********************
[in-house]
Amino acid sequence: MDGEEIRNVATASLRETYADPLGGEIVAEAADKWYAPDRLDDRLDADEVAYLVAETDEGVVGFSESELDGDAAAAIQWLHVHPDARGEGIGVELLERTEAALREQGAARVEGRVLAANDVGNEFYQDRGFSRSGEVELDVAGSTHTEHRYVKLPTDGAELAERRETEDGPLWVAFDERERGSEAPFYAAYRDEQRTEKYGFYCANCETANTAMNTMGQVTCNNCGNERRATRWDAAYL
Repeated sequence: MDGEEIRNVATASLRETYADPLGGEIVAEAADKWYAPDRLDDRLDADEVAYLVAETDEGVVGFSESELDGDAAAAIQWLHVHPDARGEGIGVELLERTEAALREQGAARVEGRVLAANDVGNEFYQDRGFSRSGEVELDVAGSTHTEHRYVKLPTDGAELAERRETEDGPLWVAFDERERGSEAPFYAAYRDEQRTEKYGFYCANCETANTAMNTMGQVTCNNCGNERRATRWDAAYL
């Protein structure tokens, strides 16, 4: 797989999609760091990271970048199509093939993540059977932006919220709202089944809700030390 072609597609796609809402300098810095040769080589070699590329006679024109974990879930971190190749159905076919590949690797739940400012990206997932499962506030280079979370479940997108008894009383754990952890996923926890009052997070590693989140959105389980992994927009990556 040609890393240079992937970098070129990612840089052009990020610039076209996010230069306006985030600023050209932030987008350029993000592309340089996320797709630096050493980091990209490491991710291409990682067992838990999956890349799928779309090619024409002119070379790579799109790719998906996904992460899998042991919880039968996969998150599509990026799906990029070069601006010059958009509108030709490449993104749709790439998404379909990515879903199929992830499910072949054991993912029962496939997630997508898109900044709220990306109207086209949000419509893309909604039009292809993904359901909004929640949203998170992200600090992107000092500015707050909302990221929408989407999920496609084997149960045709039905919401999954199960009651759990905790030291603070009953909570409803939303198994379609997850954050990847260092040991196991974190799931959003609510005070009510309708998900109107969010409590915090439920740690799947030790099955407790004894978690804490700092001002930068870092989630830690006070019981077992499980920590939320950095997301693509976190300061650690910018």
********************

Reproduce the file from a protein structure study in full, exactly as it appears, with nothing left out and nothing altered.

[in-house]
Amino acid sequence: MDGEEIRNVATASLRETYADPLGGEIVAEAADKWYAPDRLDDRLDADEVAYLVAETDEGVVGFSESELDGDAAAAIQWLHVHPDARGEGIGVELLERTEAALREQGAARVEGRVLAANDVGNEFYQDRGFSRSGEVELDVAGSTHTEHRYVKLPTDGAELAERRETEDGPLWVAFDERERGSEAPFYAAYRDEQRTEKYGFYCANCETANTAMNTMGQVTCNNCGNERRATRWDAAYL
Repeated sequence: MDGEEIRNVATASLRETYADPLGGEIVAEAADKWYAPDRLDDRLDADEVAYLVAETDEGVVGFSESELDGDAAAAIQWLHVHPDARGEGIGVELLERTEAALREQGAARVEGRVLAANDVGNEFYQDRGFSRSGEVELDVAGSTHTEHRYVKLPTDGAELAERRETEDGPLWVAFDERERGSEAPFYAAYRDEQRTEKYGFYCANCETANTAMNTMGQVTCNNCGNERRATRWDAAYL
């Protein structure tokens, strides 16, 4: 797989999609760091990271970048199509093939993540059977932006919220709202089944809700030390 072609597609796609809402300098810095040769080589070699590329006679024109974990879930971190190749159905076919590949690797739940400012990206997932499962506030280079979370479940997108008894009383754990952890996923926890009052997070590693989140959105389980992994927009990556 040609890393240079992937970098070129990612840089052009990020610039076209996010230069306006985030600023050209932030987008350029993000592309340089996320797709630096050493980091990209490491991710291409990682067992838990999956890349799928779309090619024409002119070379790579799109790719998906996904992460899998042991919880039968996969998150599509990026799906990029070069601006010059958009509108030709490449993104749709790439998404379909990515879903199929992830499910072949054991993912029962496939997630997508898109900044709220990306109207086209949000419509893309909604039009292809993904359901909004929640949203998170992200600090992107000092500015707050909302990221929408989407999920496609084997149960045709039905919401999954199960009651759990905790030291603070009953909570409803939303198994379609997850954050990847260092040991196991974190799931959003609510005070009510309708998900109107969010409590915090439920740690799947030790099955407790004894978690804490700092001002930068870092989630830690006070019981077992499980920590939320950095997301693509976190300061650690910018």